Rabbi Kluwgant resigned as president of the Organisation of Rabbis of Australasia, from his role with Jewish Care and lost his position on Victoria Police’s Multi-Faith Advisory Committee after labelling the father of a victim a “lunatic”.

Rabbi Feldman resigned from Yeshivah Sydney after claiming he didn’t know it was against the law to touch the genitals of a child.

He also backed leniency for reformed paedophiles. He has since been delisted by Chabad.

The resignations have been welcomed by Yeshiva’s victims of sexual abuse.

But they believe they don’t go far enough, saying if those behind the cover-ups don’t step down, the community can never say it has learnt and has changed.

“The reality is that very little will change if the leaders who so abysmally failed the community remain in positions of authority. There must be accountability. Equally, if not more, important, there must be change,” high-profile victim Manny Waks said.

Rabbi Yaakov Glasman, a past president of the Rabbinical Council of Victoria, said some Chabad figures were still clueless when it came to handling child sexual abuse.

He said the royal commission had caused untold damage to the Jewish community because of a handful of radical-thinking rabbis.

“There can be no words to mitigate the damage that they have caused,” he said.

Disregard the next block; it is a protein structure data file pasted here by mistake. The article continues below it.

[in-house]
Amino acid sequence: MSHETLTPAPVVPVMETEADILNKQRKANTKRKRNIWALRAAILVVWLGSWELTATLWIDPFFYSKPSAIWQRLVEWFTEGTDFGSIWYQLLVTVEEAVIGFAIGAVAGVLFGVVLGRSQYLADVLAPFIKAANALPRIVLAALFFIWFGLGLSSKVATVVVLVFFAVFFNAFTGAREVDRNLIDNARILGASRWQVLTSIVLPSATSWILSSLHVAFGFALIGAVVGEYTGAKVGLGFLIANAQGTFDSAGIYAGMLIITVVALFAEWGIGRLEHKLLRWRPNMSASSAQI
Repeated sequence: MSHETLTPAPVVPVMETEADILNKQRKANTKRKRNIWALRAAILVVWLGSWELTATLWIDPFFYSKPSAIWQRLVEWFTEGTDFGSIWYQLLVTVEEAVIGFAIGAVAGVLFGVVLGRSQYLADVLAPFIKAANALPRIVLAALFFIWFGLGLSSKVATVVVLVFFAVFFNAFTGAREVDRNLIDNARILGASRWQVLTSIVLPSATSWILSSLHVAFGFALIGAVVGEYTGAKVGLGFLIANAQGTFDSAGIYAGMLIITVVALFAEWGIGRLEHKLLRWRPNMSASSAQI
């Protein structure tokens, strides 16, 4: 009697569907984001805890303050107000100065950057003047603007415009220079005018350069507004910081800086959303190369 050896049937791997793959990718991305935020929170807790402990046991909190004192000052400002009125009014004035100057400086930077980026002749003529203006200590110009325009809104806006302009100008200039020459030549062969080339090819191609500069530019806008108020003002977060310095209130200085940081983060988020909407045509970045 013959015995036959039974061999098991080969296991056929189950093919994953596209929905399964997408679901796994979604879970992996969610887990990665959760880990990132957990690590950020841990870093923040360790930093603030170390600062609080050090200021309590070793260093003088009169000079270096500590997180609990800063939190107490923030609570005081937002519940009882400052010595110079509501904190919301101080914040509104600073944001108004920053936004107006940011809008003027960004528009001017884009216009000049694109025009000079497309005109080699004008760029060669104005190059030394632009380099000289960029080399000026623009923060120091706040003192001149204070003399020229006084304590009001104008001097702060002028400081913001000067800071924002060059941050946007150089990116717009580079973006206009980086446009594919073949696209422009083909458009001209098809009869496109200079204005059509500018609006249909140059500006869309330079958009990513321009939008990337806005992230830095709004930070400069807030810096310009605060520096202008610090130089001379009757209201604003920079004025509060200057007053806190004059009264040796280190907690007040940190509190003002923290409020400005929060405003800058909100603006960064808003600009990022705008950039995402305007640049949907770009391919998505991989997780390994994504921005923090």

“I would concede there are members of the ultra-orthodox community ... who don’t quite get it, who perhaps are living in a previous generation in terms of their mindset.

“The overwhelming majority of the rabbinate distance themselves from (those rabbis) emphatically.”

One of those, Rabbi Zvi Telsner, remains Yeshiva’s chief rabbi in Melbourne, despite mounting pressure for him to resign immediately.

He has been accused of using sermons to encourage the shunning of victims and was widely criticised for linking homosexuality and paedophilia.

His comments were described as “repulsive, ignorant and insulting” by the Jewish Community Council of Victoria.

Despite them, he remains Chabad’s top man in Melbourne. Chabad leaders in New York have refused to be drawn on the Royal Commission.

They have released just one general statement, but have refused to respond to requests for comment.

And victims fear that’s evidence of the bigger problem: That the code of silence remains.